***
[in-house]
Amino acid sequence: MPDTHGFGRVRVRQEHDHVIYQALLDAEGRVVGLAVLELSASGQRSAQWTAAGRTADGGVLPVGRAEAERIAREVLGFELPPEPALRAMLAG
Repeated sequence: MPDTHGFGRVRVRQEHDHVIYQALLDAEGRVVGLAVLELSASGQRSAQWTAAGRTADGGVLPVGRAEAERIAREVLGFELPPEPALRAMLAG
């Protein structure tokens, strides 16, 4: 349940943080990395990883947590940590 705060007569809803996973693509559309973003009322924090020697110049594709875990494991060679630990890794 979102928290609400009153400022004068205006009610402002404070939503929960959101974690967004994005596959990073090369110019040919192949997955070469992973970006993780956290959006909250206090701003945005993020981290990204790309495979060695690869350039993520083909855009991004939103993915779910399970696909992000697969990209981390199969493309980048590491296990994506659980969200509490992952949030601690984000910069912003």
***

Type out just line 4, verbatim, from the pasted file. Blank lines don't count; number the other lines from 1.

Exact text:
């Protein structure tokens, strides 16, 4: 349940943080990395990883947590940590 705060007569809803996973693509559309973003009322924090020697110049594709875990494991060679630990890794 979102928290609400009153400022004068205006009610402002404070939503929960959101974690967004994005596959990073090369110019040919192949997955070469992973970006993780956290959006909250206090701003945005993020981290990204790309495979060695690869350039993520083909855009991004939103993915779910399970696909992000697969990209981390199969493309980048590491296990994506659980969200509490992952949030601690984000910069912003």